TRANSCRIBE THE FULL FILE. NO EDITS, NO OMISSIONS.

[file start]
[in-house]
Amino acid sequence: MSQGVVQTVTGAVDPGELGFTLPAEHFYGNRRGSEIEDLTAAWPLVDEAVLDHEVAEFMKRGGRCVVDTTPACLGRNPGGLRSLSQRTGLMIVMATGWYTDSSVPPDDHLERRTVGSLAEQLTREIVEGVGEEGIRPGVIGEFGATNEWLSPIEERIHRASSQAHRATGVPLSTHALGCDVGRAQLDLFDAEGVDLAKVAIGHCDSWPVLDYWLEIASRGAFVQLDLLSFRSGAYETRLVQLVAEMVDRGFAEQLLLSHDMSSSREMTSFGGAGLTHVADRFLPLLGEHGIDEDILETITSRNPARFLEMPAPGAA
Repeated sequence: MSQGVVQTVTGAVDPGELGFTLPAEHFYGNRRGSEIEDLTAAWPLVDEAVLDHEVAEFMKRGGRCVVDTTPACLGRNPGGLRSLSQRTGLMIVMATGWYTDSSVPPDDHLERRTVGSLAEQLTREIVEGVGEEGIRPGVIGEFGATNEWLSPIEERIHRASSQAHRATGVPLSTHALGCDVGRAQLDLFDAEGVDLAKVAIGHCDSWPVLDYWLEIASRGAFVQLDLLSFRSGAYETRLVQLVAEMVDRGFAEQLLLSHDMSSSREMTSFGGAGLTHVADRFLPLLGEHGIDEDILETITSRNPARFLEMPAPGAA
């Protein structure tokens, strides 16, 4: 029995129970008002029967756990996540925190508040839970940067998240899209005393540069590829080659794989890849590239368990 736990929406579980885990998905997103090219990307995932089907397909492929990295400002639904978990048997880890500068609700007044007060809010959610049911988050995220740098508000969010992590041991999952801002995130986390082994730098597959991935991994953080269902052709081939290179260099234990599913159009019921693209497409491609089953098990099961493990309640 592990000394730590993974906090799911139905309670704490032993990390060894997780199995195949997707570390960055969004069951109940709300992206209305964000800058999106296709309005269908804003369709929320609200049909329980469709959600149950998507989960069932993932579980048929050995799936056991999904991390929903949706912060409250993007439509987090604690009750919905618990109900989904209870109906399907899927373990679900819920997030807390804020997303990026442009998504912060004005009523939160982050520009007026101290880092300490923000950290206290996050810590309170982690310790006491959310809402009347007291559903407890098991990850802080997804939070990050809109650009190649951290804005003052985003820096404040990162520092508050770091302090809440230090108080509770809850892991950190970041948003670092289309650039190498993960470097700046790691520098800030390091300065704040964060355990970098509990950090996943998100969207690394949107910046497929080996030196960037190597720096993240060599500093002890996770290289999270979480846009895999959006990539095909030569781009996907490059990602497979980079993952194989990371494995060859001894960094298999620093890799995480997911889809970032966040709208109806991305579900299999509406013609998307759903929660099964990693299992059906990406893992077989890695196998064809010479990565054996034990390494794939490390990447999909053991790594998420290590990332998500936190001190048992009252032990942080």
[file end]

[in-house]
Amino acid sequence: MSQGVVQTVTGAVDPGELGFTLPAEHFYGNRRGSEIEDLTAAWPLVDEAVLDHEVAEFMKRGGRCVVDTTPACLGRNPGGLRSLSQRTGLMIVMATGWYTDSSVPPDDHLERRTVGSLAEQLTREIVEGVGEEGIRPGVIGEFGATNEWLSPIEERIHRASSQAHRATGVPLSTHALGCDVGRAQLDLFDAEGVDLAKVAIGHCDSWPVLDYWLEIASRGAFVQLDLLSFRSGAYETRLVQLVAEMVDRGFAEQLLLSHDMSSSREMTSFGGAGLTHVADRFLPLLGEHGIDEDILETITSRNPARFLEMPAPGAA
Repeated sequence: MSQGVVQTVTGAVDPGELGFTLPAEHFYGNRRGSEIEDLTAAWPLVDEAVLDHEVAEFMKRGGRCVVDTTPACLGRNPGGLRSLSQRTGLMIVMATGWYTDSSVPPDDHLERRTVGSLAEQLTREIVEGVGEEGIRPGVIGEFGATNEWLSPIEERIHRASSQAHRATGVPLSTHALGCDVGRAQLDLFDAEGVDLAKVAIGHCDSWPVLDYWLEIASRGAFVQLDLLSFRSGAYETRLVQLVAEMVDRGFAEQLLLSHDMSSSREMTSFGGAGLTHVADRFLPLLGEHGIDEDILETITSRNPARFLEMPAPGAA
């Protein structure tokens, strides 16, 4: 029995129970008002029967756990996540925190508040839970940067998240899209005393540069590829080659794989890849590239368990 736990929406579980885990998905997103090219990307995932089907397909492929990295400002639904978990048997880890500068609700007044007060809010959610049911988050995220740098508000969010992590041991999952801002995130986390082994730098597959991935991994953080269902052709081939290179260099234990599913159009019921693209497409491609089953098990099961493990309640 592990000394730590993974906090799911139905309670704490032993990390060894997780199995195949997707570390960055969004069951109940709300992206209305964000800058999106296709309005269908804003369709929320609200049909329980469709959600149950998507989960069932993932579980048929050995799936056991999904991390929903949706912060409250993007439509987090604690009750919905618990109900989904209870109906399907899927373990679900819920997030807390804020997303990026442009998504912060004005009523939160982050520009007026101290880092300490923000950290206290996050810590309170982690310790006491959310809402009347007291559903407890098991990850802080997804939070990050809109650009190649951290804005003052985003820096404040990162520092508050770091302090809440230090108080509770809850892991950190970041948003670092289309650039190498993960470097700046790691520098800030390091300065704040964060355990970098509990950090996943998100969207690394949107910046497929080996030196960037190597720096993240060599500093002890996770290289999270979480846009895999959006990539095909030569781009996907490059990602497979980079993952194989990371494995060859001894960094298999620093890799995480997911889809970032966040709208109806991305579900299999509406013609998307759903929660099964990693299992059906990406893992077989890695196998064809010479990565054996034990390494794939490390990447999909053991790594998420290590990332998500936190001190048992009252032990942080």